Kharkiv, Ukraine's No. 2 city, is be­com­ing busi­ness pow­er­house

Kyiv Post Legal Quarterly - - Contents - BY MATTHEW KUPFER KUPFER@KYIVPOST.COM

KHARKIV, Ukraine — In 2014, the sit­u­a­tion in Ukraine’s east was more than tense. Fol­low­ing the Euro­maidan Rev­o­lu­tion that drove Krem­lin-backed Pres­i­dent Vik­tor Yanukovych from power on Feb. 22, 2014, Rus­sia re­tal­i­ated by in­sti­gat­ing protests in many parts of Ukraine af­ter in­vad­ing the Crimean penin­sula.

In Kharkiv, Ukraine’s sec­ond largest city with 1.4 mil­lion peo­ple about 480 kilo­me­ters east of Kyiv, pro­test­ers — many likely bused in from across the Rus­sian border — oc­cu­pied the re­gional state ad­min­is­tra­tion build­ing and, on April 8, "de­clared in­de­pen­dence" from Ukraine. For Kharkiv’s grow­ing IT in­dus­try, the

tension meant dan­ger. Men in black masks ap­peared at IT com­pa­nies to de­mand ac­cess to data and servers. Some were clearly mem­bers of the Se­cu­rity Ser­vice of Ukraine car­ry­ing out in­ves­ti­ga­tions. But, in many cases, it was un­clear who was be­hind the black masks.

“At that point, it was very im­por­tant for com­pa­nies to form a coali­tion to pro­tect them­selves from (th­ese) data and server is­sues and help IT busi­nesses re­main strong,” says IT pro­fes­sional Sofia Be­lenkova.

Later that year, the Kharkiv IT Clus­ter was born. It started as an or­ga­ni­za­tion to pro­vide le­gal sup­port to com­pa­nies fac­ing data re­quests, says Be­lenkova, who now serves as its ex­ec­u­tive di­rec­tor. Next, it took to lob­by­ing em­bassies to re­store Kharkiv’s good name af­ter the un­rest.

Four years later, Kharkiv is a dif­fer­ent city — peace­ful, bustling, and firmly Ukrainian. And the IT Clus­ter has be­come one of many or­ga­ni­za­tions and com­pa­nies work­ing to drive the city for­ward. In tech­nol­ogy, in­dus­try, agri­cul­ture, and man­u­fac­ture, th­ese com­pa­nies are build­ing a dif­fer­ent rep­u­ta­tion for Kharkiv: that of a busi­ness hotspot.

City of in­dus­try and ed­u­ca­tion

The mod­ern city of Kharkiv grew from a mil­i­tary fortress built in the 1650s. How­ever, it soon re­ori­ented it­self to­ward some­thing that would more pow­er­fully de­fine its fu­ture: ed­u­ca­tion.

In 1804, lo­cal ed­u­ca­tional re­former Va­syl Karazin founded Kharkiv Uni­ver­sity (to­day Karazin Na­tional Uni­ver­sity of Kharkiv). The uni­ver­sity, from its start, was in­ter­na­tion­ally-ori­ented; it taught in the lan­guages of Europe, hired in­struc­tors from abroad, and of­ten in­tro­duced stu­dents to Western ideas. That strong ed­u­ca­tional foun­da­tion came in handy. Dur­ing the 19th cen­tury, Kharkiv grew into an in­dus­trial pow­er­house. Sup­plied with raw ma­te­ri­als from Ukraine’s Don­bas re­gion, the city rapidly de­vel­oped its en­gi­neer­ing, met­al­work, trans­porta­tion, light in­dus­try, and agri­cul­tural sec­tors. Its pop­u­la­tion ex­ploded.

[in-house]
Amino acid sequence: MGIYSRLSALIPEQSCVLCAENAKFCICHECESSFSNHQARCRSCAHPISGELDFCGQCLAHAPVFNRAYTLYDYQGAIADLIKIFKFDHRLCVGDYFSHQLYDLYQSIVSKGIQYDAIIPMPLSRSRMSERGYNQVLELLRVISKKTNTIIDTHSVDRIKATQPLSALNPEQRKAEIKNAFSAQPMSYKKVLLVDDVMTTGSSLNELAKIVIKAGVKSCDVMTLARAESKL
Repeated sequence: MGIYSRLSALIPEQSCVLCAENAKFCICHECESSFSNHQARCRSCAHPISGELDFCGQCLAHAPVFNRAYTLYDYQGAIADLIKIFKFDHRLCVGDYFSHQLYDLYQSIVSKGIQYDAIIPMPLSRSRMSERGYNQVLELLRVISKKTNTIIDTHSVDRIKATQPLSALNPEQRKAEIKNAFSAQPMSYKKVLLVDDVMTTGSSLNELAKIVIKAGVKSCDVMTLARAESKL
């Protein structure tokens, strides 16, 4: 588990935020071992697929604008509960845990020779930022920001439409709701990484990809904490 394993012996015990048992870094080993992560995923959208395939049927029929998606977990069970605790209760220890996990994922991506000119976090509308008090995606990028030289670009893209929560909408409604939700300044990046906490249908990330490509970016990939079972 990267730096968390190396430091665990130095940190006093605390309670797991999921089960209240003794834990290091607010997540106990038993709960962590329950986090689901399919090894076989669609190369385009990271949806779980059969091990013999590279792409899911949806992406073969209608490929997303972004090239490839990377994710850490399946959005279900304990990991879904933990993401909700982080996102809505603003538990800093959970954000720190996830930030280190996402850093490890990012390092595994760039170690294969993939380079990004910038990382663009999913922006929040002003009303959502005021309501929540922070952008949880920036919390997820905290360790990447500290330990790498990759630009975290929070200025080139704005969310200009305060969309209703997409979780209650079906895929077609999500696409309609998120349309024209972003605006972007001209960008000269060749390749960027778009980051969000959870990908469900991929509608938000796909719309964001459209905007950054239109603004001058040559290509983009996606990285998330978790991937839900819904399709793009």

Through­out the Soviet pe­riod, Kharkiv con­tin­ued to be a cen­ter of in­dus­try, pro­duc­ing ev­ery­thing from tanks and planes to trac­tors and mo­tors. It was among the top in­dus­trial and tech­no­log­i­cal cities, and re­garded by many as the Soviet Union's third city af­ter Moscow and Len­ingrad (to­day’s St. Peters­burg).

The col­lapse of the Soviet Union in 1991 de­liv­ered a ma­jor blow to the lo­cal econ­omy, ren­der­ing the pre­vi­ous mod­els of in­dus­trial pro­duc­tion largely ob­so­lete. But in­dus­try chugs on in Kharkiv.

Trac­tor fac­tor

One such his­tor­i­cal en­ter­prise adapt­ing to new eco­nomic re­al­i­ties is the Kharkiv Trac­tor Plant. Founded in 1930, the fac­tory pro­duced 50,000 trac­tors a year at its peak. Its ma­chines could be found work­ing fields across the Soviet Union and in dozens of coun­tries around the globe.

Since its pri­va­ti­za­tion in 1995, how­ever, things have changed.

Now, 2,000 the trac­tors plant an­nu­ally, pro­duces and a max­i­mum its di­rec­tor, of An­driy Ko­val, is work­ing to de­velop the fac­tory in ac­cor­dance with mar­ket con­di­tions, not the Soviet five-year plan.

If the Kharkiv Trac­tor Plant was highly mod­ern in the 1930s, to­day it has fallen be­hind ma­jor in­ter­na­tional brands like John Deere and Claas. Much of its equip­ment still dates back to the mid-soviet pe­riod. And while the Ukrainian mar­ket wants trac­tors boast­ing 300 to 500 horse­power, the plant only pro­duces trac­tors of 180–250 horse­power.

As a re­sult, the Kharkiv plant now fills a spe­cific niche. Its pri­mary clients are agri­cul­tural pro­duc­ers with be­tween 400 and 2,000 hectares of land. And be­yond its tra­di­tional post-soviet mar­ket, it sells to the de­vel­op­ing world: South Amer­ica, Africa, and even China.

It has also es­chewed most of the ex­pen­sive elec­tron­ics com­mon in many trac­tors to­day. Ko­val com­pares his plant’s trac­tor to a Land Rover De­fender.